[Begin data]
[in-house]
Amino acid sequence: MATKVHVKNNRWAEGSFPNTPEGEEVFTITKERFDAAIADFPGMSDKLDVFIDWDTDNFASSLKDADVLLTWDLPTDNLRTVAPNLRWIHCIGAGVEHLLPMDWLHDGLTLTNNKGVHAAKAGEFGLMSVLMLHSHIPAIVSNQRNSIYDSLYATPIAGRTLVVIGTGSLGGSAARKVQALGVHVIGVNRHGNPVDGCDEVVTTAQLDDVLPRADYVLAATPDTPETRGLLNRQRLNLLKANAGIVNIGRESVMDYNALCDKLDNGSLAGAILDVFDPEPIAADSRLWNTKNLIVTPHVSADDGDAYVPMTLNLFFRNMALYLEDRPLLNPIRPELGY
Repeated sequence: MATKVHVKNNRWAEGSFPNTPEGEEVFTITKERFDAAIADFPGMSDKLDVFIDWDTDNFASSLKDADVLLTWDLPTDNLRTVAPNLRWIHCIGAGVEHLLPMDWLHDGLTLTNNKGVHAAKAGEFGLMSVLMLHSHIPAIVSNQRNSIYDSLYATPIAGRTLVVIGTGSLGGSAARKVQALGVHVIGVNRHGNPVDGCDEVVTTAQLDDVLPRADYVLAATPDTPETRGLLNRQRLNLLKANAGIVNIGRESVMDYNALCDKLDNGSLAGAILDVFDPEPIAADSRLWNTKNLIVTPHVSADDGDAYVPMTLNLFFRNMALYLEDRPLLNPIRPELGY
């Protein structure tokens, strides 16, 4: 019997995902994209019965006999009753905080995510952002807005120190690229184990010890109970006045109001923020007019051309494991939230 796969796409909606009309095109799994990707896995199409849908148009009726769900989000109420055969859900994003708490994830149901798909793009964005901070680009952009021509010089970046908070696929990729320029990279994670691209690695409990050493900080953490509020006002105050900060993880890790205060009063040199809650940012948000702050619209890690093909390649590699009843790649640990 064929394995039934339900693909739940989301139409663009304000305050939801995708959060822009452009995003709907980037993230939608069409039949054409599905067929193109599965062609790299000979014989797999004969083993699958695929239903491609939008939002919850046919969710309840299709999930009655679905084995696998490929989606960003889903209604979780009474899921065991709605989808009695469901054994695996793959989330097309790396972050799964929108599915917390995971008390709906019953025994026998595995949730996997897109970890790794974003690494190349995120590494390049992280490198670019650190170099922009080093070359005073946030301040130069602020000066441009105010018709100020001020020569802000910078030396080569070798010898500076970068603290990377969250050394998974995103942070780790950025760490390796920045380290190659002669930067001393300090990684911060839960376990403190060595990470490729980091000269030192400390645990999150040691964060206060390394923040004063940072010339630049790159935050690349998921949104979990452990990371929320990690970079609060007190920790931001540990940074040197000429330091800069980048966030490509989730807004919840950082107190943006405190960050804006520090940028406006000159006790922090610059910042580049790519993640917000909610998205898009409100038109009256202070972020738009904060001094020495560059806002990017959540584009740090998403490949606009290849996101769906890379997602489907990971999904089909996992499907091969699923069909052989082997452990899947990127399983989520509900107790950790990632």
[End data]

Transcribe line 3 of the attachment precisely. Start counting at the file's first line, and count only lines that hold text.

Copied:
Repeated sequence: MATKVHVKNNRWAEGSFPNTPEGEEVFTITKERFDAAIADFPGMSDKLDVFIDWDTDNFASSLKDADVLLTWDLPTDNLRTVAPNLRWIHCIGAGVEHLLPMDWLHDGLTLTNNKGVHAAKAGEFGLMSVLMLHSHIPAIVSNQRNSIYDSLYATPIAGRTLVVIGTGSLGGSAARKVQALGVHVIGVNRHGNPVDGCDEVVTTAQLDDVLPRADYVLAATPDTPETRGLLNRQRLNLLKANAGIVNIGRESVMDYNALCDKLDNGSLAGAILDVFDPEPIAADSRLWNTKNLIVTPHVSADDGDAYVPMTLNLFFRNMALYLEDRPLLNPIRPELGY